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Scalia dies, leaves conservative legacy, vacancy

WASHINGTON (BP) — Associate Justice Antonin Scalia, a stalwart leader of the U.S. Supreme Court’s conservative wing for nearly three decades, has died.

Scalia, 79, was found dead Saturday morning (Feb. 13) in his room at a resort ranch in west Texas near Marfa. He had attended a party with about 40 people the night before but did not appear for breakfast, according to the San Antonio Express-News. Scalia’s death appeared to be of natural causes, a federal official told the newspaper.

He is survived by his wife of 55 years, Maureen; nine children; and 36 grandchildren, according to USA Today.

Scalia’s death leaves conservatives with a massive vacancy on the high court. He was an outspoken critic of the 1973 Roe v. Wade decision that legalized abortion and a reliable pro-life vote among the justices. He strongly opposed the court’s 2015 ruling that redefined marriage to include same-sex couples. He typically, though not perfectly, defended the right to free exercise of religion.

Nominated by President Reagan and confirmed unanimously by the U.S. Senate in 1986, Scalia championed the judicial theory of originalism, which calls for interpretation of the U.S. Constitution based on its original intent. This philosophy usually led to opinions that pleased conservatives, but infrequently it did not.

His death sets up almost a certain clash over the confirmation of his replacement on the court. President Obama is likely to nominate a person with a far different judicial philosophy than Scalia. The Republican majority in the Senate already is being encouraged to refuse to act on replacing Scalia until after the November presidential election.

Senate Majority Leader Mitch McConnell said in a written statement the “vacancy should not be filled until we have a new President.” But The New York Times reported that Obama plans to nominate a replacement “in due time.”

“Obviously, today is a time to remember Justice Scalia’s legacy,” Obama said. “I plan to fulfill my constitutional responsibility to nominate a successor in due time. There will be plenty of time for me to do so and for the Senate to fulfill its responsibility to give that person a full hearing and timely vote.”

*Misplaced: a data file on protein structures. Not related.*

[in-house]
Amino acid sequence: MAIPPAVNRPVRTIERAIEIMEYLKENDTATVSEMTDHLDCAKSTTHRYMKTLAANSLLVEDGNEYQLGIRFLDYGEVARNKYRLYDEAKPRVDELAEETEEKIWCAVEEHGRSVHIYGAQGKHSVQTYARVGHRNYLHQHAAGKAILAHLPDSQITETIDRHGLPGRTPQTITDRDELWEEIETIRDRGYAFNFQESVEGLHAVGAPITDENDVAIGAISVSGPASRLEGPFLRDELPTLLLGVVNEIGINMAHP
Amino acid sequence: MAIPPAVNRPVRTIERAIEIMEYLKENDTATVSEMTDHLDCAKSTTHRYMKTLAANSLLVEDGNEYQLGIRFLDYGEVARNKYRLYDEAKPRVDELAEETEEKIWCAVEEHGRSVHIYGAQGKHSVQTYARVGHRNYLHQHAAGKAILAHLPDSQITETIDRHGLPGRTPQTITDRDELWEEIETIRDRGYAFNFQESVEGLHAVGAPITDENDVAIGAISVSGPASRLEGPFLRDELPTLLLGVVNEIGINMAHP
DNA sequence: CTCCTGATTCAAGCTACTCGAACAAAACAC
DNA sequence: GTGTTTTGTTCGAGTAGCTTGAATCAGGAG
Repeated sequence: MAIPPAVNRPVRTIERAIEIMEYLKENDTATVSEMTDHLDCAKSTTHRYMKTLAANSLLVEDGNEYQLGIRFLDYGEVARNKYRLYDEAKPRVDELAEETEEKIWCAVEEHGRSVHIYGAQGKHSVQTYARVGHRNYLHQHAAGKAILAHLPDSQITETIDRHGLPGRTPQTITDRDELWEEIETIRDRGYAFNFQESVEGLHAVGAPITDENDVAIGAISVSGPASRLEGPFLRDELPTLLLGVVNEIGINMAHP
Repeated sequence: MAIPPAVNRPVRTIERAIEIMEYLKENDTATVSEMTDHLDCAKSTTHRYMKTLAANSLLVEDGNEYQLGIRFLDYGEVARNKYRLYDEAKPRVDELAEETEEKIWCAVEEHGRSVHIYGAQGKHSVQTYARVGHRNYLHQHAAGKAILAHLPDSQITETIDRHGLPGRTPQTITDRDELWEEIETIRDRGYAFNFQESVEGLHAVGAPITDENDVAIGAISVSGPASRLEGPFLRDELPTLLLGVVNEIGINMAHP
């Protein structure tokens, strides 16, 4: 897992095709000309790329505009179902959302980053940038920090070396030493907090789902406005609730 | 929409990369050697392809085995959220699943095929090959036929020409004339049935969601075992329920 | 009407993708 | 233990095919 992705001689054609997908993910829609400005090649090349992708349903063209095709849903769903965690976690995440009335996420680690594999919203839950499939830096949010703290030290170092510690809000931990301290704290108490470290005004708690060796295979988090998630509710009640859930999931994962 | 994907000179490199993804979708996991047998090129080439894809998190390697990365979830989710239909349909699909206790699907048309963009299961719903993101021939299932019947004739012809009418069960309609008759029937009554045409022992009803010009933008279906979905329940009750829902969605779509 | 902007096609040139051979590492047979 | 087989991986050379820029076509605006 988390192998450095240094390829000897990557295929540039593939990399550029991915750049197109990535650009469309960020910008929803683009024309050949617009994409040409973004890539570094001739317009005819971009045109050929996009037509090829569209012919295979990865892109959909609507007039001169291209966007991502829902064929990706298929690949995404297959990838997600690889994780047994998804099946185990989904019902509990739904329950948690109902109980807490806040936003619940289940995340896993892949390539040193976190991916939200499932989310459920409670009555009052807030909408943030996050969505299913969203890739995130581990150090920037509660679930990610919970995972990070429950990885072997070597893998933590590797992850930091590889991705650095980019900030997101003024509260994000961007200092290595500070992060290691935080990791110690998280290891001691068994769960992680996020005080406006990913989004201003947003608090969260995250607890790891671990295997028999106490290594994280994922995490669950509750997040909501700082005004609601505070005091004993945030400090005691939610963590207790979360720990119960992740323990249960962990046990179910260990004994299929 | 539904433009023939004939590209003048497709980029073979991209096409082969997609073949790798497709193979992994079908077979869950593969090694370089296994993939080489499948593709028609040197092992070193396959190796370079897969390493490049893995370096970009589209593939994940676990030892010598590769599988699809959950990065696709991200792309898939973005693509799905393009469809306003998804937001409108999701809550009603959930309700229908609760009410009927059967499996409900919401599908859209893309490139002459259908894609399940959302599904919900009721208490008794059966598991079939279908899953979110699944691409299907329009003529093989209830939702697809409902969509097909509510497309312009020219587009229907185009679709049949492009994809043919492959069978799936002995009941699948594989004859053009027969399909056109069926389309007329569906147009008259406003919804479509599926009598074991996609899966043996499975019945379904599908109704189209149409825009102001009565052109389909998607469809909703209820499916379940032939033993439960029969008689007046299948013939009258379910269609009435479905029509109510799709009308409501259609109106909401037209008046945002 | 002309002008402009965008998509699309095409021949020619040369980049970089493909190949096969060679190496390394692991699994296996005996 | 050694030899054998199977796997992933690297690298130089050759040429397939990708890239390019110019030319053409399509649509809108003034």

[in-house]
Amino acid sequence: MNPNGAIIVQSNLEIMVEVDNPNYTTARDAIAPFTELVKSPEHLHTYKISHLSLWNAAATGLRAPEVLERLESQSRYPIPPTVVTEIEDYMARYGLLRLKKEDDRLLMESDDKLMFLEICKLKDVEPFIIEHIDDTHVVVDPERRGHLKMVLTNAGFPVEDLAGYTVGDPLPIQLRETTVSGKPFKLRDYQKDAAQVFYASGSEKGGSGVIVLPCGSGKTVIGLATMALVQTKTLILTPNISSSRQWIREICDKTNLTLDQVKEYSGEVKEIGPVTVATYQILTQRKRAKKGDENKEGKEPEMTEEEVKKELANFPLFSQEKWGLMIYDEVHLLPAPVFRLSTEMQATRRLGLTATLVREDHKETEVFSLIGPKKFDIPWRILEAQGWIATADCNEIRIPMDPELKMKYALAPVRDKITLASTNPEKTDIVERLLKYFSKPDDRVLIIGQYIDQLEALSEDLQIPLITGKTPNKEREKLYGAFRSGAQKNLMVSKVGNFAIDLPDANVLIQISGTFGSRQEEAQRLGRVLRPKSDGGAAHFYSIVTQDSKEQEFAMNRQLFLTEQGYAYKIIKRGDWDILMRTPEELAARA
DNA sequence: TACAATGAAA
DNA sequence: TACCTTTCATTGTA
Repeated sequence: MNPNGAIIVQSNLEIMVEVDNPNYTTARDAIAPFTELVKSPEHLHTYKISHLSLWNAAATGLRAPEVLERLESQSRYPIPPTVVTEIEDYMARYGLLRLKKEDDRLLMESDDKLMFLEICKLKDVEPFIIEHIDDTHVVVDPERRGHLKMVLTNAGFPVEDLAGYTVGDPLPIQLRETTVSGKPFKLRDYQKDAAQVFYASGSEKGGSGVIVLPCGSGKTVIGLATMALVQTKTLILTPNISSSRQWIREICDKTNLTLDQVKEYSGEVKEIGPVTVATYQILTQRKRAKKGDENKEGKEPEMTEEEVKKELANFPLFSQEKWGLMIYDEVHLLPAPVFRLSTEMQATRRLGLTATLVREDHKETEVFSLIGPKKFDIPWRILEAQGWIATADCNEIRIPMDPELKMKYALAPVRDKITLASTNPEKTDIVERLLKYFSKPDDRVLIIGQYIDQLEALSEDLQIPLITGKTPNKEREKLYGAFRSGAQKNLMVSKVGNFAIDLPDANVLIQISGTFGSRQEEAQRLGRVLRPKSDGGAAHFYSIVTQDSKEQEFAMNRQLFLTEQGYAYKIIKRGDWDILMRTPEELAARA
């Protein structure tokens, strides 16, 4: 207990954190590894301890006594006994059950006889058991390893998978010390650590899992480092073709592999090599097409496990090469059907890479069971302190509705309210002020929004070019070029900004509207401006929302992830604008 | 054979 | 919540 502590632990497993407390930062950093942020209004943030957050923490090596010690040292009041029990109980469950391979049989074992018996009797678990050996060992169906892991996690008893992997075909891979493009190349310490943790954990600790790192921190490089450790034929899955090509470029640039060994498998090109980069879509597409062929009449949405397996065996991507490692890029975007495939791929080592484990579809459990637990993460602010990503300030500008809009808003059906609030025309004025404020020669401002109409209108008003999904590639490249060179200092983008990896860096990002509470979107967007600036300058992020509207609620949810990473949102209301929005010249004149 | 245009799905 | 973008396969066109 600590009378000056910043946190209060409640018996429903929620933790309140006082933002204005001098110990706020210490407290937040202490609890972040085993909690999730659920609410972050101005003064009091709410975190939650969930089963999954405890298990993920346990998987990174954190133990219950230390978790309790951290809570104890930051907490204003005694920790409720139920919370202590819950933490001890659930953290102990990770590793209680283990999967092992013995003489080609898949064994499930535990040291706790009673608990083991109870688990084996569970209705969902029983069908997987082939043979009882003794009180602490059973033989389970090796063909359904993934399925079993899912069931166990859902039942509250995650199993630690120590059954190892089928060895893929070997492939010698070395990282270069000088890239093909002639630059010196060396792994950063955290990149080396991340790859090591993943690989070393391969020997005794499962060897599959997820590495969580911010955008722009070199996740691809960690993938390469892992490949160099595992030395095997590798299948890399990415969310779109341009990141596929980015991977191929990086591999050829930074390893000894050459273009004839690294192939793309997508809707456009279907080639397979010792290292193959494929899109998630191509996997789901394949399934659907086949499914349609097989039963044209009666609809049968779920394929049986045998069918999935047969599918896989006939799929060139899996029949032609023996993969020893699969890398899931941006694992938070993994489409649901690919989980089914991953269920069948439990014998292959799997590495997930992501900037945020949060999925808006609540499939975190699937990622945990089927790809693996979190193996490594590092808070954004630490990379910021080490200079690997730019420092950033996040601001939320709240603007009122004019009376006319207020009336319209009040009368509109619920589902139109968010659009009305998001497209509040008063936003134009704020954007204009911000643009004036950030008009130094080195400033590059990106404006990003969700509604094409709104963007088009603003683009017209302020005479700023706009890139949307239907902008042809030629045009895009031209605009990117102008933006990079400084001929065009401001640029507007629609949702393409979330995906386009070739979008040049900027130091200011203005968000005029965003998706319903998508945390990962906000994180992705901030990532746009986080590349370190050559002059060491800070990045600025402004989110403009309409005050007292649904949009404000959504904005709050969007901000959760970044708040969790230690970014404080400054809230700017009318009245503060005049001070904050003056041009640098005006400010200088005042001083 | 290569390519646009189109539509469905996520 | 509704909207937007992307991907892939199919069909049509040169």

In announcing Scalia’s death, Chief Justice John Roberts described him as “an extraordinary individual and jurist, admired and treasured by his colleagues. His passing is a great loss to the Court and the country he so loyally served.”

Ronnie Floyd, Southern Baptist Convention president, and Frank S. Page, SBC Executive Committee president, both said they are praying for Scalia’s family, as well as the United States.

Scalia’s death “is a tragic loss for our nation,” Floyd said in written comments for Baptist Press. “A true leader in the conservative persuasion has now left the court more vulnerable to the liberal persuasion.”

Regarding the election, Floyd said, “The stakes are higher now than ever before. While we pray for his family’s deep loss, we pray for our nation more than ever before.”

Scalia’s death, Page said, “is a stark reminder of the importance of the current presidential campaign. He was a staunch champion for human life from conception to natural death, and sought to interpret constitutional decisions in light of the intent of the framers.”

“More than ever before, we need to pray for our nation’s elected and appointed leaders,” Page said in a written statement for BP. “We must also commit ourselves to exercise our civic duty by voting our values at the ballot box through this primary season and at the general election later this fall.”

In a blog post, Russell Moore, president of the Southern Baptist Ethics & Religious Liberty Commission, said Scalia’s death means the Supreme Court “will be at the epicenter of American culture wars, again, even more than before. The issues at stake are critically important.”

Moore said the church can learn three things from Scalia’s life: Stand by principles; “think with the future in view;” and befriend opponents.

Jason Allen, president of Midwestern Baptist Theological Seminary, tweeted, “Great concern: Scalia no longer sits on the nation’s highest court. Great consolation: God still sits on the universe’s highest throne.”

Pro-life and other social conservative leaders mourned Scalia’s death.

Alan Sears, president of Alliance Defending Freedom, described Scalia as “the most vocal and passionate voice on the Supreme Court for religious freedom, the sanctity of life, and marriage and family over the past three decades.”

Charmaine Yoest, president of Americans United for Life, called him “a man with deep integrity and unparalleled intellectual force, who valued the Constitution over the whims of popular culture. His contribution to our country has been immeasurable.”